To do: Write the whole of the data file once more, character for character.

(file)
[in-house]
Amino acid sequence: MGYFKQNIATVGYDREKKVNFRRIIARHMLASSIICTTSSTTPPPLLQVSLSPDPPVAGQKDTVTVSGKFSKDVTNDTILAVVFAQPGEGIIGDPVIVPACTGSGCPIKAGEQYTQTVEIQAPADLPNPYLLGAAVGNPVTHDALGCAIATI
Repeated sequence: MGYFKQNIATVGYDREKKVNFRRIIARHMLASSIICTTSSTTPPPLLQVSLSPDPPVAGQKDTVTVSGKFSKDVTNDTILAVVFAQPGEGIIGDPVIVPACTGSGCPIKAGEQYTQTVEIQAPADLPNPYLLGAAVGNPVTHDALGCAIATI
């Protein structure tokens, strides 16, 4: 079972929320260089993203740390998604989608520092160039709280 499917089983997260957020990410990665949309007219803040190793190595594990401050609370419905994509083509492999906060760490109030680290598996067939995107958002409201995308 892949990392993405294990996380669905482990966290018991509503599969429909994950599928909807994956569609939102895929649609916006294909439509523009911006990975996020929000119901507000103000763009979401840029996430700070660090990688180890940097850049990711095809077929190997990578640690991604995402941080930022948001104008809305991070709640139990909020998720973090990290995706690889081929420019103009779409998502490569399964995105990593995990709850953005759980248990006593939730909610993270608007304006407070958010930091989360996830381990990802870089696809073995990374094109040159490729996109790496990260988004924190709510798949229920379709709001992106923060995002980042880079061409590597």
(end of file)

[in-house]
Amino acid sequence: MGYFKQNIATVGYDREKKVNFRRIIARHMLASSIICTTSSTTPPPLLQVSLSPDPPVAGQKDTVTVSGKFSKDVTNDTILAVVFAQPGEGIIGDPVIVPACTGSGCPIKAGEQYTQTVEIQAPADLPNPYLLGAAVGNPVTHDALGCAIATI
Repeated sequence: MGYFKQNIATVGYDREKKVNFRRIIARHMLASSIICTTSSTTPPPLLQVSLSPDPPVAGQKDTVTVSGKFSKDVTNDTILAVVFAQPGEGIIGDPVIVPACTGSGCPIKAGEQYTQTVEIQAPADLPNPYLLGAAVGNPVTHDALGCAIATI
């Protein structure tokens, strides 16, 4: 079972929320260089993203740390998604989608520092160039709280 499917089983997260957020990410990665949309007219803040190793190595594990401050609370419905994509083509492999906060760490109030680290598996067939995107958002409201995308 892949990392993405294990996380669905482990966290018991509503599969429909994950599928909807994956569609939102895929649609916006294909439509523009911006990975996020929000119901507000103000763009979401840029996430700070660090990688180890940097850049990711095809077929190997990578640690991604995402941080930022948001104008809305991070709640139990909020998720973090990290995706690889081929420019103009779409998502490569399964995105990593995990709850953005759980248990006593939730909610993270608007304006407070958010930091989360996830381990990802870089696809073995990374094109040159490729996109790496990260988004924190709510798949229920379709709001992106923060995002980042880079061409590597």